Strolling Amok

Pops goes on tour.

Where the Livin’ is Easy

Sometimes, in this carefree vagabond’s life on the road, circumstances intrude upon the idyllic core which is assumed to be the inherent gift of mobile freedom. These circumstances can range from minor inconveniences to the harbingers of doom. Sometimes, that mobile freedom make those circumstances more difficult to address than they would otherwise be. That isn’t the case here, since the Defiant’s location could be considered as a seasonal residence of sorts. Just sayin’.

As for me, I‘ve discovered an ongoing stack of inconveniences which are frustrating, but looked at in the proper perspective, are also a bit humorous. It’s the combination. My main priority on arriving at my trailer a few days ago was of course to make it livable again after its many lonely months in Yuma’s hot and dusty summer. The time-consuming work of completing modifications to the new Four Wheel Grandby camper last Spring, before Yuma’s heat began to set in by late March, required hasty compromises in cleaning and organizing my trailer before leaving it. In short, I discovered either just how little Read more…

A Tri-Surprise

Seeing this parked outside a hardware store raised many questions.

Seeing this parked outside a hardware store raised many questions.

Maybe you’re already aware of the vehicle above, and maybe not. I was not, though I’ve had a kinky attraction to three-wheelers for decades. That’s because Illinois registers them as motorcycles, which lets them avoid all manner of regulatory equipment requirements. The tricky part has always been to control weight distribution and center of gravity such that they don’t go topsy-turvy on you when you go into a corner too fast.

Interesting, no?

Interesting, no? I suspect this one has had a non-factory roof added to limit driver fry in the hot Yuma sun.

Anyway, I was impressed by the futuristic appearance of this Polaris Slingshot, a vehicle I never imagined that Polaris, an ATV manufacturer, would bring into production. One look at the frame and Read more…

Home!

The Defiant, slightly the worse for wear.

The Defiant, slightly the worse for wear.

Wellton, Arizona! The drive from Payson along 87 was fascinating, with the separated four-lane winding up, down and around in the Tonto National forest. What a stunning ride. What magnificent vistas! I highly recommend it, as long as your vehicle’s powertrain and brakes are healthy and reasonably robust. I noticed a converted vintage VW van on an uphill grade yesterday, flashers on and falling behind the pace of the slow semi in front of it. Not your first choice for this kind of task. The 4% and 6% downhills go for miles too, so you’ll want to downshift manually unless your drive system is bright enough to downshift when it senses you’re exceeding the speed control you set. Yeah, like everyone is now going to rush to Route 87…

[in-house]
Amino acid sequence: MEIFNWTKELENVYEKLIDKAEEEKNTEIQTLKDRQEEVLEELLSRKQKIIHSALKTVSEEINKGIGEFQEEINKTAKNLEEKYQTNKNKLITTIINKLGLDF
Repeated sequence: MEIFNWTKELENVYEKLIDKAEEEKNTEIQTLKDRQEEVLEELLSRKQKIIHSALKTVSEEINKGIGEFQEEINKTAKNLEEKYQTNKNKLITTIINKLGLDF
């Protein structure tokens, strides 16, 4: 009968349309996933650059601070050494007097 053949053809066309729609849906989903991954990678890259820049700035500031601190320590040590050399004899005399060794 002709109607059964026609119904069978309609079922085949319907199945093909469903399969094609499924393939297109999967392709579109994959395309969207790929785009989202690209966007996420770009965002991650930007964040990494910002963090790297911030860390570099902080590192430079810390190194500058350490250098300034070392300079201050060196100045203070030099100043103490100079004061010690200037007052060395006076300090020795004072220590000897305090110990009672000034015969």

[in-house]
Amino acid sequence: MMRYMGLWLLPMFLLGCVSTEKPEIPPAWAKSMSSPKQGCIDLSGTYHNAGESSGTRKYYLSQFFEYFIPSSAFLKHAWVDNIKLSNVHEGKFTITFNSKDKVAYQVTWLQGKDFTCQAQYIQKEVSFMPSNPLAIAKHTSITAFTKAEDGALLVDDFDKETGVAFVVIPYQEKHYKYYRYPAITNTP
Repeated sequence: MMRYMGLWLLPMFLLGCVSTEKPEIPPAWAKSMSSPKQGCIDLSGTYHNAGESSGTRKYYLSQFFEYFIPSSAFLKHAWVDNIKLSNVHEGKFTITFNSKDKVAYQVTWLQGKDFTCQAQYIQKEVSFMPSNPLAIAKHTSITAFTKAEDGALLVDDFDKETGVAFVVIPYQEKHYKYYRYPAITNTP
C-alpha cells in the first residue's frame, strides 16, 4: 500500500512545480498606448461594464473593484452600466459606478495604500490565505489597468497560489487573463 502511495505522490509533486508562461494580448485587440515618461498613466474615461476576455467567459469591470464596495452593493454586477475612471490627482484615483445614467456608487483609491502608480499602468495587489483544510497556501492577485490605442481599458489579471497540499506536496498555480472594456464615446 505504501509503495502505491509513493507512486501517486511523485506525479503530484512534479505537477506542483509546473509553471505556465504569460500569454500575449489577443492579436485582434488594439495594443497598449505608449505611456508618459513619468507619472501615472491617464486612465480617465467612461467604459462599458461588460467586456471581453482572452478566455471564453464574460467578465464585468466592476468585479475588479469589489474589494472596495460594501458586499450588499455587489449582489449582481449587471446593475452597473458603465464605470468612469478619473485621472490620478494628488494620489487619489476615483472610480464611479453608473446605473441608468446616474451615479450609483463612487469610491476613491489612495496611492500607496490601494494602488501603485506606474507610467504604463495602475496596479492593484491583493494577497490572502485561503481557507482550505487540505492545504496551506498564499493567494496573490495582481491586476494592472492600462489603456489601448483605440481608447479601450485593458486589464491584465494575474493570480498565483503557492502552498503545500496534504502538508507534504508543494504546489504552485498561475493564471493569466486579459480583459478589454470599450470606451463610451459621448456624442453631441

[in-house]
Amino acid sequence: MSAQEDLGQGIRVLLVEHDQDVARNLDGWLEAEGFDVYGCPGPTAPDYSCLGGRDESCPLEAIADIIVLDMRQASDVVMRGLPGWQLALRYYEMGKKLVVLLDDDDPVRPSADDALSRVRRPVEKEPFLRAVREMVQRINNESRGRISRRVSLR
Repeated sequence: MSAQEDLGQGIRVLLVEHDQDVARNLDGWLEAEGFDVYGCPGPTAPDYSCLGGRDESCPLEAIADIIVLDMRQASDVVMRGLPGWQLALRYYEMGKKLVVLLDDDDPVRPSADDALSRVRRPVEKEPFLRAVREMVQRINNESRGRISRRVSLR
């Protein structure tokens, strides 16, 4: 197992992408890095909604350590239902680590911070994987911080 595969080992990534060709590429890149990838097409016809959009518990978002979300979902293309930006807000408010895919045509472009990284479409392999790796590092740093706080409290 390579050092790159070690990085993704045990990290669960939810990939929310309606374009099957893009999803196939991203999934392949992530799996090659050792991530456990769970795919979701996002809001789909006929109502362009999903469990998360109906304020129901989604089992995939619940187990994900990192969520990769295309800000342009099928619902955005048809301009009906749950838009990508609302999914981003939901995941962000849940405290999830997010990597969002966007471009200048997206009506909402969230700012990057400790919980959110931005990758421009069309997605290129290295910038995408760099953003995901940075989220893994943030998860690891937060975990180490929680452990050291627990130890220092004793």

I got to Wellton at 3PM to survey the wreckage, and apparently the summer monsoon season has been interesting. Both the Read more…

Schnay!

Today was another handful! A 20-30 MPH wind with gusts to 45 (according to the radio) held steady from the southwest, while the directions I took shifted around. Temps dropped as I came into Arizona, since another cold front was moving through. The state highway heading for Payson gave me a now-unusual sensation: a ribbon of pavement undulating across a desolate but visually interesting landscape. With an hour to go, I started into the Sitgreaves National Park, and that eventually led to a mountain pass where the added elevation lowered temperatures further. In combination with snow flurries that thickened to lower visibility to a couple hundred feet at points, the snow began Read more…

The Weather Reminder

Yesterday was both neat and wearing. Driving southwest down route 35 across Kansas just happened to take place while a cold weather front was moving in. A 25+ MPH wind shifted from south to north-northwest and all points in between during the course of the day before it finally weakened over the last couple of hours in New Mexico. But that still left plenty of nudging the steering wheel while cutting across the Oklahoma Panhandle and Texas. Calculated mileage spent much of its time at 9.0 MPG in the direct headwind, while only in New Mexico did the day’s average limp up to 10.5, all while holding a steady 65 MPH. I didn’t really need the onboard calculator to tell me I’d need to keep an eye on the fuel gauge, since the turbo boost gauge was into hill-climbing readings just to hold speed on the flats. It was a reminder to me that for all our technology, we’re still very much subject to forces much greater than our own.